Serenade! At 3:00 tea on my last day at the pottery, we talked about the various musical instruments that various members of the studio could play. As usual, it was a lively conversation full of surprises from talented people. At about 4:32 Brandon strode into my work area with a guitar and said, "I'm gonna serenade ya." Except a break for supper, he played that guitar until 10:30. He was joined by Colin on Native American flute, ceramic ocarina, and improvised percussion. The two harmonized with gusto through Fleetwood Mac, Oasis, Goo Goo Dolls, and Wallflowers favorites. Brandon also had lots of fun putting a folksy twist on Kesha, Macklemore, and Jay-Z. We had even more fun inventing family-friendly edits. I didn't have words to express how much I would miss the pottery so on my last day, I worked like a maniac. I made 7 new sculptures in the last 2 days, but the serenade was a far more eloquent tribute. Joy and sorrow mingled in the air. This was a beautiful month in my life.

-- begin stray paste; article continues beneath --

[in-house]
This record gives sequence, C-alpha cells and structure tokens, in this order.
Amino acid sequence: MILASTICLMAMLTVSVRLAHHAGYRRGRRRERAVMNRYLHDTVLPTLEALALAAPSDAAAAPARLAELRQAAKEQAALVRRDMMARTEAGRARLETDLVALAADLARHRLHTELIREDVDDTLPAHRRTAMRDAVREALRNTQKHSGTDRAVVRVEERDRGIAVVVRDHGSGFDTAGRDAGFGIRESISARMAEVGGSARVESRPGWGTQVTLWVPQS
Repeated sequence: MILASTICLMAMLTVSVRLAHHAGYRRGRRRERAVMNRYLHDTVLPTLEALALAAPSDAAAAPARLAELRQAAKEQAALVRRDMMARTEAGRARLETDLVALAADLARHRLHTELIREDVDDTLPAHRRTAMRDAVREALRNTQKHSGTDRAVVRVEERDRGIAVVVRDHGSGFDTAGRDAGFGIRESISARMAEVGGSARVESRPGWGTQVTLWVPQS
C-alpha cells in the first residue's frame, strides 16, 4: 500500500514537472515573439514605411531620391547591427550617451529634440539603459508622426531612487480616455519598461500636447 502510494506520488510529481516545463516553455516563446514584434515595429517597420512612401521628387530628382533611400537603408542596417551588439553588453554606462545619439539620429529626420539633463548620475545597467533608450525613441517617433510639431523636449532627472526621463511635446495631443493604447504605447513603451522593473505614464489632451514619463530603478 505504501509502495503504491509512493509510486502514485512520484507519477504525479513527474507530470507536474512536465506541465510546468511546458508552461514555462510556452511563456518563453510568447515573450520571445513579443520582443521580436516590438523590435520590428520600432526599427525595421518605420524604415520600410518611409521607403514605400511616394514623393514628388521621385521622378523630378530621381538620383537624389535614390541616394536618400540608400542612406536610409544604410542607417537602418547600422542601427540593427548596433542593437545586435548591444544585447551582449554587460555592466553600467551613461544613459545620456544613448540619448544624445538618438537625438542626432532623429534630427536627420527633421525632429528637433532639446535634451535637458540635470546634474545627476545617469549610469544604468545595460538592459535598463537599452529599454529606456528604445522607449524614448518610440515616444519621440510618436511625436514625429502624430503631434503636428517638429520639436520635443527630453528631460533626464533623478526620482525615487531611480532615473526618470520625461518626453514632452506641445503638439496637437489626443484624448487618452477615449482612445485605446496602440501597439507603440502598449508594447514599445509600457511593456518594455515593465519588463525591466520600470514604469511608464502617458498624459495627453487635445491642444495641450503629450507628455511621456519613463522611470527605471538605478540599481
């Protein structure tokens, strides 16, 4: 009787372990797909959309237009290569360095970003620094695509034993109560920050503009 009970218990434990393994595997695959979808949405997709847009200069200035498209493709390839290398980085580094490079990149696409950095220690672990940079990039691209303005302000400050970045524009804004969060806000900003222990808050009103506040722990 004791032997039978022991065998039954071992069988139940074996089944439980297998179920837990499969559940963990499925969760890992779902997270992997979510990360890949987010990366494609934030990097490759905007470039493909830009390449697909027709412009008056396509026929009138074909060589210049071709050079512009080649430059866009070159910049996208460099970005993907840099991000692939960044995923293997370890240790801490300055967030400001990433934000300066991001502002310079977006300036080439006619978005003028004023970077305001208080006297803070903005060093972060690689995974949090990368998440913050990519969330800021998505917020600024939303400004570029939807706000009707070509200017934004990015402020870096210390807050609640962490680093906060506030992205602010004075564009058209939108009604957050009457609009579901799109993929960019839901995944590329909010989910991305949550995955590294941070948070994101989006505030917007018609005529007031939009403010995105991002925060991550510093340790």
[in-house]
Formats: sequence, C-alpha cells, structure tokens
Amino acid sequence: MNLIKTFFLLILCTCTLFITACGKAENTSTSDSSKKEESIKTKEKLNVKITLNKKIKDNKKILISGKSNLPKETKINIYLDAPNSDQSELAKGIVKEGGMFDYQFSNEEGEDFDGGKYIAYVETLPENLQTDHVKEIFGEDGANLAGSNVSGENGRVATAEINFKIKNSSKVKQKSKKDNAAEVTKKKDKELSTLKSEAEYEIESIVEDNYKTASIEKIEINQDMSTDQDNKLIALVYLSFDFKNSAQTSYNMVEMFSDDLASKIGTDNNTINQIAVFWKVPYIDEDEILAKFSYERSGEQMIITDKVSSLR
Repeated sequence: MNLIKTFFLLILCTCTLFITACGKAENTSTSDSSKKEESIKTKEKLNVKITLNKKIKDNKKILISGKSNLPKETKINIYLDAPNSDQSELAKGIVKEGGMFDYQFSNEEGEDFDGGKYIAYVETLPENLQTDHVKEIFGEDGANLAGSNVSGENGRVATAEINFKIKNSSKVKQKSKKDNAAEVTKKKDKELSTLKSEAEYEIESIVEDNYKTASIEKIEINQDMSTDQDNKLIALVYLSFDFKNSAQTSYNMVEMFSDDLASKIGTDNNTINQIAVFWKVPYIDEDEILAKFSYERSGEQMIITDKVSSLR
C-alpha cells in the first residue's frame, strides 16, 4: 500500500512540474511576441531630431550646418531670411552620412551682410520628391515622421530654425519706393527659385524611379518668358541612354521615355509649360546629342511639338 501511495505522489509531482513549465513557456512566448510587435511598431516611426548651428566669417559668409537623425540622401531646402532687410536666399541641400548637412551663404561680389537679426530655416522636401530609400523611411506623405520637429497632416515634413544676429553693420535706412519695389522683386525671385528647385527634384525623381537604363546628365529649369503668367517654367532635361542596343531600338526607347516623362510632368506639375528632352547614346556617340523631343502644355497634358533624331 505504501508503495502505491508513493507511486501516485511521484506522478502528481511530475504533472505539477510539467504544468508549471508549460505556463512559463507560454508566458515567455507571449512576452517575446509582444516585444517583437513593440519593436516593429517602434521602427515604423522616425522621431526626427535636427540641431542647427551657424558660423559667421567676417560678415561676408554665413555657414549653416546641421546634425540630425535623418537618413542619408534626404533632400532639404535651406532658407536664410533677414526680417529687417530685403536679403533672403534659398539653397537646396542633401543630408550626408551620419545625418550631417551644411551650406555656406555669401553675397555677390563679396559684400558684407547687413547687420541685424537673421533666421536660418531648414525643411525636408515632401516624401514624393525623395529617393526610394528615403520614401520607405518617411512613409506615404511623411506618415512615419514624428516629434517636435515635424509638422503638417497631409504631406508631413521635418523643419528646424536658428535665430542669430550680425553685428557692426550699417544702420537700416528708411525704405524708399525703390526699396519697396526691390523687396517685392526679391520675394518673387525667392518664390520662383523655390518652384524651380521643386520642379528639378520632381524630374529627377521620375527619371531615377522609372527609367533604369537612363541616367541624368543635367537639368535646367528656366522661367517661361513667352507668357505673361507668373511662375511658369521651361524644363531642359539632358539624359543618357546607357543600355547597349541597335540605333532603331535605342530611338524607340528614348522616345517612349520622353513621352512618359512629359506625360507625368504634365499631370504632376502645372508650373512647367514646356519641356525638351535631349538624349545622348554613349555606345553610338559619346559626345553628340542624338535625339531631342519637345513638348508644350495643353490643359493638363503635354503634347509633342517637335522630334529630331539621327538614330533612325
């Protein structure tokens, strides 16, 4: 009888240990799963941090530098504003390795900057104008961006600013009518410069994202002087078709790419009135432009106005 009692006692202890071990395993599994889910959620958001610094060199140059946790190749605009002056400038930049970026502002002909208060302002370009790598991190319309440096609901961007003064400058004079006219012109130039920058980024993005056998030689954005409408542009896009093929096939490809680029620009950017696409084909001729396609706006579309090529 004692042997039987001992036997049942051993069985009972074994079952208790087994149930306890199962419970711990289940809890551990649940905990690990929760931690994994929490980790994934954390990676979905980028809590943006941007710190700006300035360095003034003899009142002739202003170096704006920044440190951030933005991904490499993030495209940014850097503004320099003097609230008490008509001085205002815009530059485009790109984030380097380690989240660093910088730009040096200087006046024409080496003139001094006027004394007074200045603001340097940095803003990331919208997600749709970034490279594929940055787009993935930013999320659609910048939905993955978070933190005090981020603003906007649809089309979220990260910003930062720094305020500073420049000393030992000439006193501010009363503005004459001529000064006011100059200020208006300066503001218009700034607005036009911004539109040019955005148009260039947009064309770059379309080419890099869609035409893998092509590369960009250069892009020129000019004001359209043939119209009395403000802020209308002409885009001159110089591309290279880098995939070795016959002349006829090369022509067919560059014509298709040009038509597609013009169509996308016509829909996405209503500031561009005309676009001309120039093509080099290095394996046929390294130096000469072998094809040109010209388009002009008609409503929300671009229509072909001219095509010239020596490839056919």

I started construction on some stacking figures. A vertical orientation implies those who support and those who benefit from that support. Every expression is a result of the situation that supports it. For example:
My students are a result of their high school. The high school I teach at is a result of the congregations and individuals who support with their prayers and gifts. They support the school because it lines up with their shared Lutheran heritage. The Lutheran belief system is built on a specific understanding of the Bible. The Bible carries the very Word of God. God's Word carries his love. My ministry is to communicate that love to my students...